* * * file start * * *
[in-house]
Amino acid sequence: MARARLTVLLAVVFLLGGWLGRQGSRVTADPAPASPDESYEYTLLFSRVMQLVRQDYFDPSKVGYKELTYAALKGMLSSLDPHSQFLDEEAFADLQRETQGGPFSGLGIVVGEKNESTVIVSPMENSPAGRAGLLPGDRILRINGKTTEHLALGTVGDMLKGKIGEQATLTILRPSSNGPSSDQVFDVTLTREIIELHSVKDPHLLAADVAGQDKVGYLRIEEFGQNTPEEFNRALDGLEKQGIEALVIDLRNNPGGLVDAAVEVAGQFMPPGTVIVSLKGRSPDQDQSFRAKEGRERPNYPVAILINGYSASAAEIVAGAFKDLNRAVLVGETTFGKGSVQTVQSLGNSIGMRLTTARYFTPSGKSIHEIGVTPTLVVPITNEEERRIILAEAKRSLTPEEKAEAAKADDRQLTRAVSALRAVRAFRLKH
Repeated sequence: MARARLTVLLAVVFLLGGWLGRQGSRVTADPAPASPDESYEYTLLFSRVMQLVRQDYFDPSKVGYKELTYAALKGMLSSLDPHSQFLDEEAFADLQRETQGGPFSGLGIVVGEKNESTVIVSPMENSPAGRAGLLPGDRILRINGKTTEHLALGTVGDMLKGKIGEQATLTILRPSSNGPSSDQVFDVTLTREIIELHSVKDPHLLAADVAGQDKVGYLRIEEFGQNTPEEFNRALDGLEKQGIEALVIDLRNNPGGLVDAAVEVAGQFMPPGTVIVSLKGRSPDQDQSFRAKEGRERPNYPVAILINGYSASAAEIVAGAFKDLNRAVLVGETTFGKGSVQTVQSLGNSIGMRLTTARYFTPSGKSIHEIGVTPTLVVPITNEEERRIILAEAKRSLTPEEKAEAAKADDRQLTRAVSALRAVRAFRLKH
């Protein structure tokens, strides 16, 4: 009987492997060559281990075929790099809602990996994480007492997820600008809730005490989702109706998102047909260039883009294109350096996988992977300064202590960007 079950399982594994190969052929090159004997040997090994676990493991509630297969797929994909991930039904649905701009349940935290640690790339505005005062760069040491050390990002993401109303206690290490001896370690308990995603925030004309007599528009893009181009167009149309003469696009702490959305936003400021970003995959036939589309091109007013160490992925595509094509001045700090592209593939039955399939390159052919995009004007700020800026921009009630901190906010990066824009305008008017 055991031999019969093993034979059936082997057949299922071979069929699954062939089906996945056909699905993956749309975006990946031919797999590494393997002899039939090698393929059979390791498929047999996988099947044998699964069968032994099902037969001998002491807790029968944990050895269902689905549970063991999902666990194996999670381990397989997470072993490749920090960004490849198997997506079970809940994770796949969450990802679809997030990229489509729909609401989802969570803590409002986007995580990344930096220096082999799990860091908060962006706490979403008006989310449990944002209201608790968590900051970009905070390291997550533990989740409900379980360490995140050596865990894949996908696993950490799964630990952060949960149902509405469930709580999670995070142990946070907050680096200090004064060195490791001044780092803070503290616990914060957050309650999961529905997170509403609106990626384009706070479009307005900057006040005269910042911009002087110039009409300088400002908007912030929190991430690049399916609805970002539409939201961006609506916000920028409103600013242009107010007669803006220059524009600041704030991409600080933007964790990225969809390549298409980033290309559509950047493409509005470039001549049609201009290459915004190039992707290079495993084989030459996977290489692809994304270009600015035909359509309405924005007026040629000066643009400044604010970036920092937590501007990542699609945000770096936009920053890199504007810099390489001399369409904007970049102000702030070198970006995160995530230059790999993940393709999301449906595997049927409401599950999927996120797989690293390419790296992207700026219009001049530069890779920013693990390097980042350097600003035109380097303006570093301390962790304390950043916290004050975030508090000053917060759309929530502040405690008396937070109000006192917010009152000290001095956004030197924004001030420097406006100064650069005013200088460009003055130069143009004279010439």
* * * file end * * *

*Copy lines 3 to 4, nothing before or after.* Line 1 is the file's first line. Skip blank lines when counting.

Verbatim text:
Repeated sequence: MARARLTVLLAVVFLLGGWLGRQGSRVTADPAPASPDESYEYTLLFSRVMQLVRQDYFDPSKVGYKELTYAALKGMLSSLDPHSQFLDEEAFADLQRETQGGPFSGLGIVVGEKNESTVIVSPMENSPAGRAGLLPGDRILRINGKTTEHLALGTVGDMLKGKIGEQATLTILRPSSNGPSSDQVFDVTLTREIIELHSVKDPHLLAADVAGQDKVGYLRIEEFGQNTPEEFNRALDGLEKQGIEALVIDLRNNPGGLVDAAVEVAGQFMPPGTVIVSLKGRSPDQDQSFRAKEGRERPNYPVAILINGYSASAAEIVAGAFKDLNRAVLVGETTFGKGSVQTVQSLGNSIGMRLTTARYFTPSGKSIHEIGVTPTLVVPITNEEERRIILAEAKRSLTPEEKAEAAKADDRQLTRAVSALRAVRAFRLKH
């Protein structure tokens, strides 16, 4: 009987492997060559281990075929790099809602990996994480007492997820600008809730005490989702109706998102047909260039883009294109350096996988992977300064202590960007 079950399982594994190969052929090159004997040997090994676990493991509630297969797929994909991930039904649905701009349940935290640690790339505005005062760069040491050390990002993401109303206690290490001896370690308990995603925030004309007599528009893009181009167009149309003469696009702490959305936003400021970003995959036939589309091109007013160490992925595509094509001045700090592209593939039955399939390159052919995009004007700020800026921009009630901190906010990066824009305008008017 055991031999019969093993034979059936082997057949299922071979069929699954062939089906996945056909699905993956749309975006990946031919797999590494393997002899039939090698393929059979390791498929047999996988099947044998699964069968032994099902037969001998002491807790029968944990050895269902689905549970063991999902666990194996999670381990397989997470072993490749920090960004490849198997997506079970809940994770796949969450990802679809997030990229489509729909609401989802969570803590409002986007995580990344930096220096082999799990860091908060962006706490979403008006989310449990944002209201608790968590900051970009905070390291997550533990989740409900379980360490995140050596865990894949996908696993950490799964630990952060949960149902509405469930709580999670995070142990946070907050680096200090004064060195490791001044780092803070503290616990914060957050309650999961529905997170509403609106990626384009706070479009307005900057006040005269910042911009002087110039009409300088400002908007912030929190991430690049399916609805970002539409939201961006609506916000920028409103600013242009107010007669803006220059524009600041704030991409600080933007964790990225969809390549298409980033290309559509950047493409509005470039001549049609201009290459915004190039992707290079495993084989030459996977290489692809994304270009600015035909359509309405924005007026040629000066643009400044604010970036920092937590501007990542699609945000770096936009920053890199504007810099390489001399369409904007970049102000702030070198970006995160995530230059790999993940393709999301449906595997049927409401599950999927996120797989690293390419790296992207700026219009001049530069890779920013693990390097980042350097600003035109380097303006570093301390962790304390950043916290004050975030508090000053917060759309929530502040405690008396937070109000006192917010009152000290001095956004030197924004001030420097406006100064650069005013200088460009003055130069143009004279010439």